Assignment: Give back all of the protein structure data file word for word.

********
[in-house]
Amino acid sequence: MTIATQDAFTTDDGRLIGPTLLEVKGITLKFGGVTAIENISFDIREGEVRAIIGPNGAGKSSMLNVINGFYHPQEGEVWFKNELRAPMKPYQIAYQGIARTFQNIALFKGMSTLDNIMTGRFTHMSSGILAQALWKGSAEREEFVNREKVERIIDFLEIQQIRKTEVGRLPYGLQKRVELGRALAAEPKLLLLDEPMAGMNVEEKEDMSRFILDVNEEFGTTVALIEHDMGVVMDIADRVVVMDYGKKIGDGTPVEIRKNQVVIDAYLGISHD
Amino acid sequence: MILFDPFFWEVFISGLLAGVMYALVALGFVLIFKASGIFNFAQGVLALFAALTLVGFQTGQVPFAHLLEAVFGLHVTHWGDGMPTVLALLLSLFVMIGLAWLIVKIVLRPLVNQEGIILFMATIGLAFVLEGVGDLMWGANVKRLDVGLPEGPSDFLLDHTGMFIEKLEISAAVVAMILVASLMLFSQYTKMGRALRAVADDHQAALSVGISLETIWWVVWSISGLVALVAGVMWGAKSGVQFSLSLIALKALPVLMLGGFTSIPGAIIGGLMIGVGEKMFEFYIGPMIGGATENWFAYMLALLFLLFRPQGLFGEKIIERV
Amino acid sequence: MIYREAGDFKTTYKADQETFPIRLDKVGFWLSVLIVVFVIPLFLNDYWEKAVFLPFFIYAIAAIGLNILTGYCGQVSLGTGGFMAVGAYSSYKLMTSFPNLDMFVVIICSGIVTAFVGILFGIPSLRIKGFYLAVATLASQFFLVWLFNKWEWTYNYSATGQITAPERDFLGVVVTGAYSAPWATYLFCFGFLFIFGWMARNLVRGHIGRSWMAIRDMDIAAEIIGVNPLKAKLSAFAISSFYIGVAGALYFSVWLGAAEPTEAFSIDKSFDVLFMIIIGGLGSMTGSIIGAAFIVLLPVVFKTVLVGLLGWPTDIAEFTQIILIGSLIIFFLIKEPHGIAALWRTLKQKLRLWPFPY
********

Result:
[in-house]
Amino acid sequence: MTIATQDAFTTDDGRLIGPTLLEVKGITLKFGGVTAIENISFDIREGEVRAIIGPNGAGKSSMLNVINGFYHPQEGEVWFKNELRAPMKPYQIAYQGIARTFQNIALFKGMSTLDNIMTGRFTHMSSGILAQALWKGSAEREEFVNREKVERIIDFLEIQQIRKTEVGRLPYGLQKRVELGRALAAEPKLLLLDEPMAGMNVEEKEDMSRFILDVNEEFGTTVALIEHDMGVVMDIADRVVVMDYGKKIGDGTPVEIRKNQVVIDAYLGISHD
Amino acid sequence: MILFDPFFWEVFISGLLAGVMYALVALGFVLIFKASGIFNFAQGVLALFAALTLVGFQTGQVPFAHLLEAVFGLHVTHWGDGMPTVLALLLSLFVMIGLAWLIVKIVLRPLVNQEGIILFMATIGLAFVLEGVGDLMWGANVKRLDVGLPEGPSDFLLDHTGMFIEKLEISAAVVAMILVASLMLFSQYTKMGRALRAVADDHQAALSVGISLETIWWVVWSISGLVALVAGVMWGAKSGVQFSLSLIALKALPVLMLGGFTSIPGAIIGGLMIGVGEKMFEFYIGPMIGGATENWFAYMLALLFLLFRPQGLFGEKIIERV
Amino acid sequence: MIYREAGDFKTTYKADQETFPIRLDKVGFWLSVLIVVFVIPLFLNDYWEKAVFLPFFIYAIAAIGLNILTGYCGQVSLGTGGFMAVGAYSSYKLMTSFPNLDMFVVIICSGIVTAFVGILFGIPSLRIKGFYLAVATLASQFFLVWLFNKWEWTYNYSATGQITAPERDFLGVVVTGAYSAPWATYLFCFGFLFIFGWMARNLVRGHIGRSWMAIRDMDIAAEIIGVNPLKAKLSAFAISSFYIGVAGALYFSVWLGAAEPTEAFSIDKSFDVLFMIIIGGLGSMTGSIIGAAFIVLLPVVFKTVLVGLLGWPTDIAEFTQIILIGSLIIFFLIKEPHGIAALWRTLKQKLRLWPFPY